Sara Arellano, Fulbright Winner, Blog Post #3: Research findings and reflections

Trigger warning: This post contains summaries of research findings on sensitive topics such as forced displacement and domestic violence.

In my prior blog I shared the sense of community between family, friends, and neighbors, and the willingness of a majority of the public to assist each other with directions when they are lost, and the common practice of businesses and people sharing food with those whom are less fortunate. Medellín rests within a valley surrounded by beautiful mountains. These are the qualities of Medellín that I absolutely love.

Sara’s friend Bladimir serves lunch with 5 different dishes

As beautiful as Medellín is, the topic of my Fulbright Scholarship U.S. Student Program Fellowship is violence against women. Violence against women is not a problem unique to Colombia, but rather a global problem that international and nongovernmental organizations have grappled with for decades. Another component of my investigation focused on how does race and ethnicity impact a woman’s access to resources, which was a challenge, because the entities in Medellín that collect data on victims of violence do not code race and/or ethnicity.

My research was conducted within the context of the Colombian internal armed conflict, where close to 8 million Colombians have been directly affected (Red Nacional de Información, October 26, 2016). Although a peace accord between the Colombian Government and the Fuerzas Armadas Revolucionarias de Colombia–Ejército del Pueblo was passed by Colombian Congress in December of 2016, forced displacement continues, as some demobilized armed actors have reformed, and/or joined criminal gangs (referred to as BACRIM for bandas criminals by the Colombian Government).

Conference with various womens’ organizations, including Ruta Pacifica de las Mujeres

I have interviewed Afro-descendant, indigenous, and mestiza women whom were victims of intra-familial violence, and also experienced forced displacement, and/or had relatives assassinated by armed groups. During my research I realized the revised 1991 Constitution of Colombia impacts the security of indigenous women, as Article 246 specifies indigenous communities have the right to self-govern. A consequence of protecting indigenous culture and tradition has resulted in confusion, as to when Colombian ordinary law supersedes indigenous internal law. Thus, laws designed to protect women from intra-familial, non-partner, or sexual violence often exempts crimes that were committed within indigenous communities (Escobar, Maria Roldån 2015, “In the backyard of indigenous justice-Weakness of communities” El Tiempo).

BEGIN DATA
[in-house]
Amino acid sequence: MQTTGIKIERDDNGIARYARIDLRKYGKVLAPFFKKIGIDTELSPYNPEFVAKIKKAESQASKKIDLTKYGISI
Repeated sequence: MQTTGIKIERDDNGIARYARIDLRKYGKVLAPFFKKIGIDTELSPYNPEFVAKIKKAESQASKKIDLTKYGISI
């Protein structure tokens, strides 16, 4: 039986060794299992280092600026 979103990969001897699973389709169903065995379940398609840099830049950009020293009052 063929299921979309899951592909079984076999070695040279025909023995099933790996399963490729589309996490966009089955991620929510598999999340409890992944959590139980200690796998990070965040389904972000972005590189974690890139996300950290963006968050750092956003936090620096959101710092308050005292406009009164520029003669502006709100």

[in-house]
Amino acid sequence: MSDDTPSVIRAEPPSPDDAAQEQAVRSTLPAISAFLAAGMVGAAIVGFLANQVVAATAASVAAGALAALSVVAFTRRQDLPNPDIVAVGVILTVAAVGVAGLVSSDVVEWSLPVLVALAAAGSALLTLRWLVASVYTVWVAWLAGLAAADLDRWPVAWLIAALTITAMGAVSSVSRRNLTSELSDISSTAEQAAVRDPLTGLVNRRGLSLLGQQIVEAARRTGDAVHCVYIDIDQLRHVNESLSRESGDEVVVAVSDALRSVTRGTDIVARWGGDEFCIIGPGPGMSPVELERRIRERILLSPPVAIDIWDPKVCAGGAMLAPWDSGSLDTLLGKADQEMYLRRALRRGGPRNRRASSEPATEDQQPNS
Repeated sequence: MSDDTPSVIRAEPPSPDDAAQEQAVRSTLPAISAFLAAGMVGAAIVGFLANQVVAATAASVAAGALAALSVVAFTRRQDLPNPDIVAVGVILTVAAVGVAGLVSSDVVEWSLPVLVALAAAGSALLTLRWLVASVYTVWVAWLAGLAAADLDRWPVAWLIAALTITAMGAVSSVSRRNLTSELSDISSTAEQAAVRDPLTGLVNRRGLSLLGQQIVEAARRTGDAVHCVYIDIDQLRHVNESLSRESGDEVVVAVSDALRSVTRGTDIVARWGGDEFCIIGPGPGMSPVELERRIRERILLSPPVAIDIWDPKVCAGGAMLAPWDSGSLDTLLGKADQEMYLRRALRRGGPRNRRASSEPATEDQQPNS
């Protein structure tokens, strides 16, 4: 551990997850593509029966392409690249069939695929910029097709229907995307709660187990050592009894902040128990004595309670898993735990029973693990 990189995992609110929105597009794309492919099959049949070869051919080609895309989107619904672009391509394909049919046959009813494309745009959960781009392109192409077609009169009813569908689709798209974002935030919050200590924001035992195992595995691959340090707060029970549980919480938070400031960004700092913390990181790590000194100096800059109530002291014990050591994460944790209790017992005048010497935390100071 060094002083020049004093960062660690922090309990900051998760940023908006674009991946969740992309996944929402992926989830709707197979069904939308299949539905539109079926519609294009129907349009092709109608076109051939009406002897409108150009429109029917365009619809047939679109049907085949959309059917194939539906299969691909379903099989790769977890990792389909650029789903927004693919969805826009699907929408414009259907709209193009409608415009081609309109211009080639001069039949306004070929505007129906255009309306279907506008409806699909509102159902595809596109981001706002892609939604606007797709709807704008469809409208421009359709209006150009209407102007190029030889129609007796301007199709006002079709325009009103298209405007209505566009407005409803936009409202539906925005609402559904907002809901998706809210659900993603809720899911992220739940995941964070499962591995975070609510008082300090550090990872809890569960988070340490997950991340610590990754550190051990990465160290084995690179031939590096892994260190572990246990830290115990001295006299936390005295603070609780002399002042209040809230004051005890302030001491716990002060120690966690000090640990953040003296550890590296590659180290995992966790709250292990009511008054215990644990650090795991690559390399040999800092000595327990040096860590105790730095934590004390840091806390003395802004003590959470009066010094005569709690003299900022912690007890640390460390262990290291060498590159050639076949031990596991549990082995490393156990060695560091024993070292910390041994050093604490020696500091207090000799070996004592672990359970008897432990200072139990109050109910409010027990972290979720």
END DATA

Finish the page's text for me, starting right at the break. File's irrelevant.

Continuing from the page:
Comments from interviews I conducted with indigenous women organization leaders suggest indigenous community authorities (whom are usually men) do not resolve the issues of violence against women with consistency, or to the satisfaction of the victim.

Hilda Liria Domicó Bailarín from the indigenous community Embera Eyábida

Within the Afro-descendant population there is a strong culture of silence, which is similar to the indigenous culture. I was advised by several Afro-descendants that they do not speak about intra-familial or sexual violence with “outsiders” or those who do not share their same skin tone. Based on my research, I believe this is due to the exclusion of, and discrimination against generations of Afro-descendants, which has resulted in distrust of “outsiders”; furthermore, there does not appear to be equal employment of Afro-descendants in the entities that provide resources for victims, which may further exacerbate their unwillingness to use available resources.

I propose race and ethnicity does impact a woman’s access to resources. Race and ethnicity have a historical context in the social and political structure of each subpopulation, which has an affect on their decision to reach out to available resources after an assault. Based on participant responses, Afro-descendants and indigenous women do not encounter blatant discrimination when reaching out to resources within the Municipality of Medellín; however, my research involved a limited sample size (30 participants).

CERFAMI (Centro de Recursos Integrales para la Familía​) social workers

Providing statistics on race and ethnicity would provide important demographic data for research groups and organizations interested in understanding the scope and dimensions of victimization for a specific subpopulation. Disregarding this information underscores the ideology of “mestizaje”, where all Colombians are considered one mixed race (Wade, Peter 2005, “Rethinking Mestizaje: Ideology and Lived Experience”; Dulitzky, Ariel E. 2001, “A Region in Denial: Racial Discrimination and Racism in Latin America”).

Multiple dynamics exist within Colombian civil society that exacerbates the vulnerability of women. The intersectionality of the internal armed conflict, culture, socioeconomic status, and the politics of law compounds the realization for women to reach equality, equity, and a life free from violence.

The author, Sara Arellano, and her friend, the late poet Jhony Arenas

My Fulbright experience has impressed upon me the magnitude of the internal armed conflict, however, I have also witnessed the strength, resilience, and hospitality of the people of Medellín, Colombia. The friends I have made, and my positive international experience has enhanced my professional and academic development, for which I will always be eternally grateful to all who supported me (UCI professors & SOP, and friends & family).

Leave a Reply